Imola disasters led to safer F1 world

Gordon Lomas

Thursday 1st May, 2014 - 2:00pm

Share:

The start of the 1994 San Marino Grand Prix

The start of the 1994 San Marino Grand Prix

Former grand prix driver Martin Brundle says more lives would have been lost if the FIA did not seek to undertake sweeping safety reforms following the infamous 1994 San Marino Grand Prix.

The world’s governing motorsport body was jolted into action due to the loss of Roland Ratzenberger and Ayrton Senna on consecutive days at Imola.

Compounding the tragedy, two weeks later Karl Wendlinger was in a coma in hospital after a serious crash at Monaco in his Sauber.

Then at the next race in Spain, Andrea Montermini, the replacement for Ratzenberger at Simtek, suffered lower leg injuries in a heavy shunt.

Brundle, who survived an horrific accident at the Australian GP at Albert Park in 1996, said he owes his life to the improvements since Senna and Ratzenberger perished.

“He (Senna) left a legacy and there are many drivers walking around including me are walking around because of his accident, as cruel as that seems,” Brundle told Speedcafe.com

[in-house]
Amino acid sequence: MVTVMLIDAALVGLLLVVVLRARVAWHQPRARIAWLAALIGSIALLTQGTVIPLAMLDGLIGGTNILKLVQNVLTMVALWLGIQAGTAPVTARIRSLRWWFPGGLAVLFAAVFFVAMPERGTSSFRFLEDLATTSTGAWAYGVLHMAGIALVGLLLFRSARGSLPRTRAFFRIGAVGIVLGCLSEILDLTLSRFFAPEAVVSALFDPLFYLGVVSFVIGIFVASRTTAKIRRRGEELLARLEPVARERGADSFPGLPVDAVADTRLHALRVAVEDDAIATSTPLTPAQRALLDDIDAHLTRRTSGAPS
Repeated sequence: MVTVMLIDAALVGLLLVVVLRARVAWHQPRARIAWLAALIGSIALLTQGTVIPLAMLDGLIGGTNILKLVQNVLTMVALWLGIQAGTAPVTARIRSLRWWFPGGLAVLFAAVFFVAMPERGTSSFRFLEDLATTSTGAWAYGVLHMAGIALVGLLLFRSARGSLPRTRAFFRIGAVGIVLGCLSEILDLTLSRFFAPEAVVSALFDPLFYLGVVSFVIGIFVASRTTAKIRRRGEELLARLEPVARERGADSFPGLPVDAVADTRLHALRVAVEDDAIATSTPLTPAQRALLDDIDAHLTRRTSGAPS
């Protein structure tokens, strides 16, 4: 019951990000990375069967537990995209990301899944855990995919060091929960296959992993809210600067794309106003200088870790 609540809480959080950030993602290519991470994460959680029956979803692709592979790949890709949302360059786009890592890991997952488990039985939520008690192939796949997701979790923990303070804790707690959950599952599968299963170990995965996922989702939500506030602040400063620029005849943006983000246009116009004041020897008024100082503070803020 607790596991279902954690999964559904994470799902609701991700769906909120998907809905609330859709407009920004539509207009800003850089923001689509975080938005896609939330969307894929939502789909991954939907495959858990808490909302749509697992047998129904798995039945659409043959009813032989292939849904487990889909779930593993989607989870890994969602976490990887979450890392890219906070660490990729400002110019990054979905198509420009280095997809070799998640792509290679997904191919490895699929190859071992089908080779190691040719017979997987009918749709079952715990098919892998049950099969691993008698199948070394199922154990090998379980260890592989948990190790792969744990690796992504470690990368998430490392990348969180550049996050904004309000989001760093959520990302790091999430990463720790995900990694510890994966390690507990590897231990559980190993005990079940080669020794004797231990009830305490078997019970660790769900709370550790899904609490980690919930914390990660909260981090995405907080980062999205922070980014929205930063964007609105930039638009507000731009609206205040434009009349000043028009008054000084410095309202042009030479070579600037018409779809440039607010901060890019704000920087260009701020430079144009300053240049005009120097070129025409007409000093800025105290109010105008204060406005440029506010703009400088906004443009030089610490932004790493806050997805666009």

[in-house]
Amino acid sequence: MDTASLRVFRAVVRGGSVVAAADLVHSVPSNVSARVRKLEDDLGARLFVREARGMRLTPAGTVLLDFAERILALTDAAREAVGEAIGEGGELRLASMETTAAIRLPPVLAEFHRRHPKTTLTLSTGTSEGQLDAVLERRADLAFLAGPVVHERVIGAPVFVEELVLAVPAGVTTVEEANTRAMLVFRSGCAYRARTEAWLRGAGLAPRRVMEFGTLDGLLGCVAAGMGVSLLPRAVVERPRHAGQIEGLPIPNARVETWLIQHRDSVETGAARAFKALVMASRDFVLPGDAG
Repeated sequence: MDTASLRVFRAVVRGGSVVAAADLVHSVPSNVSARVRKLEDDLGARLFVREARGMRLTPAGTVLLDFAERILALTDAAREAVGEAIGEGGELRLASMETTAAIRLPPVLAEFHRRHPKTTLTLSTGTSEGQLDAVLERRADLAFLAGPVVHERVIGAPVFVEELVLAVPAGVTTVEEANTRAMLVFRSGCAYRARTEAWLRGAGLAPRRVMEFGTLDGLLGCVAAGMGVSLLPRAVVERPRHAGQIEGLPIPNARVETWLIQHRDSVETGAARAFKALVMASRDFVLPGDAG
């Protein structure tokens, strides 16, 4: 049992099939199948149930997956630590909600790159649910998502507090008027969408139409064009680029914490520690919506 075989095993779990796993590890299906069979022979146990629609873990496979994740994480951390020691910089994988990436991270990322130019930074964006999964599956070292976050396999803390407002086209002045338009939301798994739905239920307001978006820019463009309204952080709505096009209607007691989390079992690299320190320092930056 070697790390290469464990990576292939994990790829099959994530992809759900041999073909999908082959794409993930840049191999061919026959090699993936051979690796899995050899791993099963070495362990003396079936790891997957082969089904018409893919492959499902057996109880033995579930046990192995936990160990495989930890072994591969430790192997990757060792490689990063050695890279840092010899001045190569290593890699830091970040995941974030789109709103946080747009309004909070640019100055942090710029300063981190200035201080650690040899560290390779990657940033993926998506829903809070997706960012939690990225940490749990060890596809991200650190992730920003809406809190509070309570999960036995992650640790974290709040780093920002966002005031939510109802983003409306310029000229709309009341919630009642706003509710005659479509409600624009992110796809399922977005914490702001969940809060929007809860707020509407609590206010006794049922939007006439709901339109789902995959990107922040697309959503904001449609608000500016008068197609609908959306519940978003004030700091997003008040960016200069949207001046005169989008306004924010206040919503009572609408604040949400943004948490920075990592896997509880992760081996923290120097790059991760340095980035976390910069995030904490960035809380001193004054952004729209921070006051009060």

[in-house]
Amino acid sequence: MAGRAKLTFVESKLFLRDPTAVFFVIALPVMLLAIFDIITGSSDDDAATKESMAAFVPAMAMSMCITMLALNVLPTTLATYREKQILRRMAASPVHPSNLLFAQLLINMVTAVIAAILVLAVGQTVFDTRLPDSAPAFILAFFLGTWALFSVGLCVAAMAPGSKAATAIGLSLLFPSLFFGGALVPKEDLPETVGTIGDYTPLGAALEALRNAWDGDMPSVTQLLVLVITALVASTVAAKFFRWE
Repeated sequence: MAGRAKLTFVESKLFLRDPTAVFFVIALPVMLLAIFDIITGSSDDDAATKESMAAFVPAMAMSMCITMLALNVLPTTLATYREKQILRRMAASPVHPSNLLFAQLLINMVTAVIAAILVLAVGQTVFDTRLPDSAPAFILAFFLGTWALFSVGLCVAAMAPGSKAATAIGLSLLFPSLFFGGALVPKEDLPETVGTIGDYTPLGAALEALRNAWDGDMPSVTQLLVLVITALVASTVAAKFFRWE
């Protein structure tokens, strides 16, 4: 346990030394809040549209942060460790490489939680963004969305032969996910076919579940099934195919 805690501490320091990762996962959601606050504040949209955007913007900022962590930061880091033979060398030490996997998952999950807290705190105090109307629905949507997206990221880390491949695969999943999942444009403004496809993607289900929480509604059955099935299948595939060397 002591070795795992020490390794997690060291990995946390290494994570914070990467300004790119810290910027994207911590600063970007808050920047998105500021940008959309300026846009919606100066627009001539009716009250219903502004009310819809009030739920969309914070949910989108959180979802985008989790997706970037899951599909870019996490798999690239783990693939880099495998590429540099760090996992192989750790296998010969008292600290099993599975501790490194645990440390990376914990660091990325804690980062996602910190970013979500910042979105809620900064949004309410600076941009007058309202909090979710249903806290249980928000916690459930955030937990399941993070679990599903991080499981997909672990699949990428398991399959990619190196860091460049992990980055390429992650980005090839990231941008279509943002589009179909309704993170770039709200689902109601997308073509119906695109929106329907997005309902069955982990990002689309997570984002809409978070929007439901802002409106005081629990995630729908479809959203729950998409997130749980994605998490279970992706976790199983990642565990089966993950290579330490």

Max Mosley, the FIA boss of the day, ordered  immediate changes to vehicle regulations.

FIA crash tests

FIA crash tests

In response an Advisory Expert Group was charged with the task of a myriad of areas pertaining to driver safety.

These included cockpit design and other areas of a grand prix car, circuit barriers, size and length of run-off areas, pit lane safety and general spectator safety.

A reduction in downforce and constructors required to build ever stronger tubs were all implemented.

New helmet designs and the introduction of the HANS (Head and Neck) device would also be introduced down the track.

Circuit design and safety car procedures all came in for a review with changes also ushered in to improve both areas.

The legacy following the double deaths at Imola in 1994 led to higher degrees of car, driver and circuit safety than ever before.

Lateral crash tests were introduced in 1995 a few years ahead of the first black boxes or accident data recorders were put in F1 cars.

Higher cockpit sides, wheel tethers and improvements to run-off areas were brought in later in the 1990’s.

The advancements are not lost on nephew Bruno Senna who told Speedcafe.com that motor racing today is vastly different from what it was 20 years ago from a safety viewpoint.

“I think Ayrton has left a legacy for sure,” Bruno Senna told Speedcafe.com.

“In motor racing he left a legacy of improved safety in the category and since he left us we have got better and safer cars, circuits and equipment.

“There has been a massive push in terms of safety since he died. Motor racing is very different in that respect today compared to when Ayrton was racing.”

Formula 1 remains fatality free since that horrendous weekend at Imola.